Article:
The best part of this role was that I reported directly to Ed Parks, the firm’s managing partner. For several years, until the firm decided to hire a trained, experienced marketing professional to lead the charge, I had the privilege of learning from one of the best. Because we had such a long list of marketing issues to deal with, I was in Ed’s office a lot. I could tell so many cool stories, but in this post I want to share my personal recollection and observations of how he handled a very sensitive, potentially explosive issue.
Our firm had just merged with two accounting firms that doubled our size. One of the leaders of the other firms was given a very important, highly visible assignment related to the new, combined firm. This “new leader” would be reporting their findings and recommendations at an upcoming all-partner meeting. Again, because I was in Ed’s office frequently, I overheard that the project wasn’t going well and the “new leader” was missing the mark. Ed offered friendly advice, but the new leader believed the situation was under control.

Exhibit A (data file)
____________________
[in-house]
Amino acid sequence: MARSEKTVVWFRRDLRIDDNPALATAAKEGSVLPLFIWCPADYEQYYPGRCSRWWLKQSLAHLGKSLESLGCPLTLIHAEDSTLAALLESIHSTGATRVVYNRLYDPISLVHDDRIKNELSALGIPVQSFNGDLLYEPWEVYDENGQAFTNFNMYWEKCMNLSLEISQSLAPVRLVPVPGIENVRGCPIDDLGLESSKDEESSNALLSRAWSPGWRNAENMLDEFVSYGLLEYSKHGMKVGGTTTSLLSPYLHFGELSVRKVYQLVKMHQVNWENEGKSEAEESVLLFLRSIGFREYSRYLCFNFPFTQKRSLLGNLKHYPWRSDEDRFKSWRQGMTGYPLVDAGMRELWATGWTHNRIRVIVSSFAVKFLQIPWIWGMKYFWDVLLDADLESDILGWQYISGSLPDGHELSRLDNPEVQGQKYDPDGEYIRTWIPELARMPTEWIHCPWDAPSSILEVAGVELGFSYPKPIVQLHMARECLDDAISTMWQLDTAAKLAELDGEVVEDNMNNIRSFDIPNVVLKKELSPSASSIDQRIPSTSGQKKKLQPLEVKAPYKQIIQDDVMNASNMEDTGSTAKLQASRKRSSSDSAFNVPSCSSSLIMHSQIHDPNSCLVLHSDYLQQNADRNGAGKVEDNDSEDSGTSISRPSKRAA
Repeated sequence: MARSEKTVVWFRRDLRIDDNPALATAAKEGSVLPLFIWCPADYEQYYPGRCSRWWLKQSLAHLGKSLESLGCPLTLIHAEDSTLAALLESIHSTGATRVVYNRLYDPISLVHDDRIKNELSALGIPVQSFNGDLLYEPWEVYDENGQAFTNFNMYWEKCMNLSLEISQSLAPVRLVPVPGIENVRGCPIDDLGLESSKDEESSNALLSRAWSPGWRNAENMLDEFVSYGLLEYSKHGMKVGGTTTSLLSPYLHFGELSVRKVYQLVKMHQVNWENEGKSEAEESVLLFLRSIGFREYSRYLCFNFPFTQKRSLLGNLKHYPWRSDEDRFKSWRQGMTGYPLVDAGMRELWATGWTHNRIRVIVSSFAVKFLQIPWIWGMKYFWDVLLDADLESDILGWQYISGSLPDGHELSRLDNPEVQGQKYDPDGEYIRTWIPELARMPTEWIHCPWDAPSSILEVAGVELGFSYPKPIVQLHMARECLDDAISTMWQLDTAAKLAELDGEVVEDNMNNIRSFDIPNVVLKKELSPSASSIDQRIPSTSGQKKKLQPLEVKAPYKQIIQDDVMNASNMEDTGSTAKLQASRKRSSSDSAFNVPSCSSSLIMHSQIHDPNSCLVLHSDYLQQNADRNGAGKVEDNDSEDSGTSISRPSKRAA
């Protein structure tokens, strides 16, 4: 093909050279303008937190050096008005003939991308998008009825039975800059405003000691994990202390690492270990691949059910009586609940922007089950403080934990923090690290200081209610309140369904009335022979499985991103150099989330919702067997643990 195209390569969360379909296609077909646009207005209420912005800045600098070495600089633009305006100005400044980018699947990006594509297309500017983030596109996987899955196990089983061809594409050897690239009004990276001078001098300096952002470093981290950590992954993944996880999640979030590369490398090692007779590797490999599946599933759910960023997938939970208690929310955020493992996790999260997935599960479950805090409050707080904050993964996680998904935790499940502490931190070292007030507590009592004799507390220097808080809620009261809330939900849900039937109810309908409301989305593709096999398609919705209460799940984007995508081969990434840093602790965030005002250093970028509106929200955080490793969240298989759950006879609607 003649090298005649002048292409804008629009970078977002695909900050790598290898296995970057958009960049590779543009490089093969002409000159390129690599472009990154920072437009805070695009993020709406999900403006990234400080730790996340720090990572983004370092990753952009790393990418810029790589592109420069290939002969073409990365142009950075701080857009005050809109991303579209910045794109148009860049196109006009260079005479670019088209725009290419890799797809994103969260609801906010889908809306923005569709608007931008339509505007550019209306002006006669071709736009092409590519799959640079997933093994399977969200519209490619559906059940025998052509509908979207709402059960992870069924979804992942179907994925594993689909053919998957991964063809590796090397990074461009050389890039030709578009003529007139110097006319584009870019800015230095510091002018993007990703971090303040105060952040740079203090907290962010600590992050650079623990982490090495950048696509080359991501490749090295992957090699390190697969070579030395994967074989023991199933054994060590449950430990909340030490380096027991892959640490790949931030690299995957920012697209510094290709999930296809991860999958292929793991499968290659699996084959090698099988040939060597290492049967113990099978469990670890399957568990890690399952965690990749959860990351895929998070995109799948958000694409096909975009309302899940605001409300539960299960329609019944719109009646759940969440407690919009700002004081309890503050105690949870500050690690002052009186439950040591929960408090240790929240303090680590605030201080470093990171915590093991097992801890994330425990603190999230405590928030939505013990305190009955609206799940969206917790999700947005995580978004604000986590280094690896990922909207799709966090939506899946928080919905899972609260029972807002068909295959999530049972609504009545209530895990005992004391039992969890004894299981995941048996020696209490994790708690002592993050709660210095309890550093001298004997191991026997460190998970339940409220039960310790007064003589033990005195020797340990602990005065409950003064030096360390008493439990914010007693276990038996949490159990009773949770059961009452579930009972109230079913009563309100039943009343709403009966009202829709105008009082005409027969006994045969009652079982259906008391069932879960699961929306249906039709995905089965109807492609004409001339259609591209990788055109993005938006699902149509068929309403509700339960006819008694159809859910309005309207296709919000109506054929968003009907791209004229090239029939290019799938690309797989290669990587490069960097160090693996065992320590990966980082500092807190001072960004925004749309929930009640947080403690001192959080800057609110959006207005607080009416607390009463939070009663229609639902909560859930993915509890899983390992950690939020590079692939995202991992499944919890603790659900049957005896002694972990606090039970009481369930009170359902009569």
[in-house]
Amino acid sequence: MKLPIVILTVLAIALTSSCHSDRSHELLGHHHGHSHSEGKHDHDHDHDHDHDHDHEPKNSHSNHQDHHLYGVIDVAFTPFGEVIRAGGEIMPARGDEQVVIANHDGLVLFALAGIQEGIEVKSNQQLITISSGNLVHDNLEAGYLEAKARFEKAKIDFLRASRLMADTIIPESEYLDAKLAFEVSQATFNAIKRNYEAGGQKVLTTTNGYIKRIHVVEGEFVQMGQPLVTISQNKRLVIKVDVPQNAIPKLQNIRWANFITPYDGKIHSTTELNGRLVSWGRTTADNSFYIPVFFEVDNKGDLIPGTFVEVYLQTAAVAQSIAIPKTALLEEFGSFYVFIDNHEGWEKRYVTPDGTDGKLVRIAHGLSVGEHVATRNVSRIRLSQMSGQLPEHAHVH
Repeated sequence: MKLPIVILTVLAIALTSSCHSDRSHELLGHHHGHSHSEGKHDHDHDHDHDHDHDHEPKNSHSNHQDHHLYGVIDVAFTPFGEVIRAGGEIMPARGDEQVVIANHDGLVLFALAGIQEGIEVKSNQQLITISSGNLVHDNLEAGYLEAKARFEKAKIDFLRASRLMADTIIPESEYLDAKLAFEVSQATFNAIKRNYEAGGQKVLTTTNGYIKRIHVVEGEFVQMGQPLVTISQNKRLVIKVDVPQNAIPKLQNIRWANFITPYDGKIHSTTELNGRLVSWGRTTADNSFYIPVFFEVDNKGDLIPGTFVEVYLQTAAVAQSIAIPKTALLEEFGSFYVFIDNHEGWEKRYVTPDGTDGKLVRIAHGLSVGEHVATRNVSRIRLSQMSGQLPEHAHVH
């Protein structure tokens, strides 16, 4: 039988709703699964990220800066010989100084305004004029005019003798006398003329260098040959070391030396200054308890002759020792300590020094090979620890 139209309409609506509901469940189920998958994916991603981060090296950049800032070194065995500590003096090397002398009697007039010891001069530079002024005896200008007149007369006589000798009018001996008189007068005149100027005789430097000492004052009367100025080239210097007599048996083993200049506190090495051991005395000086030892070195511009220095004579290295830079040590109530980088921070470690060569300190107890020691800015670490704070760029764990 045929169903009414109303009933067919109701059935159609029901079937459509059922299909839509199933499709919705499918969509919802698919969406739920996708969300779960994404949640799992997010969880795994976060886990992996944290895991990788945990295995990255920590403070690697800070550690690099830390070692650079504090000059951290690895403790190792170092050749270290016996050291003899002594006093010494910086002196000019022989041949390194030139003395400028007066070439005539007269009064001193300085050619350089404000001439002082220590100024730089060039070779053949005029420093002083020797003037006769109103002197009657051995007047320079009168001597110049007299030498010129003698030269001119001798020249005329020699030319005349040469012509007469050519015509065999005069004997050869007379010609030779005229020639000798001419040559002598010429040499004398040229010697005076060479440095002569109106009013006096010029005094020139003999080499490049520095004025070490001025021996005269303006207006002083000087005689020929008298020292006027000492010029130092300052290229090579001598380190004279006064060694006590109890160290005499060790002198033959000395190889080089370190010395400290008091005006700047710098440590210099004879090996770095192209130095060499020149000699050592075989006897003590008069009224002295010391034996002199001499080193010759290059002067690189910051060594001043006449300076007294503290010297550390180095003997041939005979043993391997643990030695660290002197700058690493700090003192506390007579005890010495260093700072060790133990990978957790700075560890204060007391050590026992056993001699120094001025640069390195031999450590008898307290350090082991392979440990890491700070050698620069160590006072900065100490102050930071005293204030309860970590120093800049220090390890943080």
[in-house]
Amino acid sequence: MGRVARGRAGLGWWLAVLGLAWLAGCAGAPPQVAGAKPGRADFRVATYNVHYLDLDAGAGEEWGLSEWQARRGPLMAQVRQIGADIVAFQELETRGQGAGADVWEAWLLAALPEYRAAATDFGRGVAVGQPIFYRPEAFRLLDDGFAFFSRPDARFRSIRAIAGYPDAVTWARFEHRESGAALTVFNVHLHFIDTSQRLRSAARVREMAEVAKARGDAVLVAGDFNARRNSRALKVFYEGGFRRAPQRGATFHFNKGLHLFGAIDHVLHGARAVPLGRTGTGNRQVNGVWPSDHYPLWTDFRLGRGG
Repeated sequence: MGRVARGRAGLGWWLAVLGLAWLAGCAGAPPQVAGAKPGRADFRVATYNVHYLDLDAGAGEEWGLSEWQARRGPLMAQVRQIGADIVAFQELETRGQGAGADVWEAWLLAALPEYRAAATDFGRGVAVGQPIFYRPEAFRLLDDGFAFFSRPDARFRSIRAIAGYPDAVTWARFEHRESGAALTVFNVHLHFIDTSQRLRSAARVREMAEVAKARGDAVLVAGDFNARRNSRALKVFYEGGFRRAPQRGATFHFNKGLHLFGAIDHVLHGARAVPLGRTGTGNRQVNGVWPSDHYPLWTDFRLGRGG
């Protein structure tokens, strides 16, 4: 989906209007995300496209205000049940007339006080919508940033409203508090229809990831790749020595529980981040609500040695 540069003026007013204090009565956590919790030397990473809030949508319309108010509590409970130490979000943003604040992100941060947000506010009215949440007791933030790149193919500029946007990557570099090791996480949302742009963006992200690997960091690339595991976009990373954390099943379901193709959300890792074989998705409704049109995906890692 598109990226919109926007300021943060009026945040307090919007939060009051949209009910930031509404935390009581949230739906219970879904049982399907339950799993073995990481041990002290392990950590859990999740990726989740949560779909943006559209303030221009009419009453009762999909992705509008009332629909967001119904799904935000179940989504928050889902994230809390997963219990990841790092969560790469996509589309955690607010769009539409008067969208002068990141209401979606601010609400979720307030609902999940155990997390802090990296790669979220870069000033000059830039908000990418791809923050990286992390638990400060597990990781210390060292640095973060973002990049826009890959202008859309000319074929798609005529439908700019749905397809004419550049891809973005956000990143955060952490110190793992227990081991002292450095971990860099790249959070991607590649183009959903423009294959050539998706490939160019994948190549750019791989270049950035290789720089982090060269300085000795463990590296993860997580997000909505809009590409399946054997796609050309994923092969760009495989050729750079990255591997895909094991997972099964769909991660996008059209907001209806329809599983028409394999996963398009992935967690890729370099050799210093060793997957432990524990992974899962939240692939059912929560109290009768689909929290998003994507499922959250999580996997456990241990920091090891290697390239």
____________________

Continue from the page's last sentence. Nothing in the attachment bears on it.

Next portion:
The day of the all-partner meeting arrived and the new leader and the study team made their presentation and recommendations. As Ed had anticipated, it was a disaster. Many partners were quite upset and weren’t shy about sharing their feelings. Being a rookie partner, I sat there wondering what Ed would do. (Editorial comment: Actually, I don’t recall, before or after the meeting, ever discussing the potential for — and then the actual debacle that occurred — with Ed, who kept his thoughts to himself and modeled confidentiality.)
Ed is a very smart, suave, shrewd professional and I’m sure he anticipated the possibility of this atomic bomb. His reaction and behavior were so profound for me that I’m telling this story 35 years later. He knew that bringing the three firms together was Job One, and this incident had the potential to split us apart. The partners of the merged-in firms were watching this drama carefully and wondering how their former leader would be treated in this public meeting. I’m not sure how he did it, but Ed essentially took personal responsibility for the botched assignment and the related public criticism. By doing so, he protected the merged-in leader.
I’m guessing that on that day, when Ed fell on the grenade, all the new merged-in partners recommitted to making the merger successful — and the rest is history, as they say. I’m also guessing that besides me and a few other partners, no one knew of Ed’s heroic, sacrificial act.
Epilogue: As a young leader, I often reflected on Ed’s decision and wondered what would I do if confronted with a similar situation. To this day, I can’t recall having to face a similar challenge.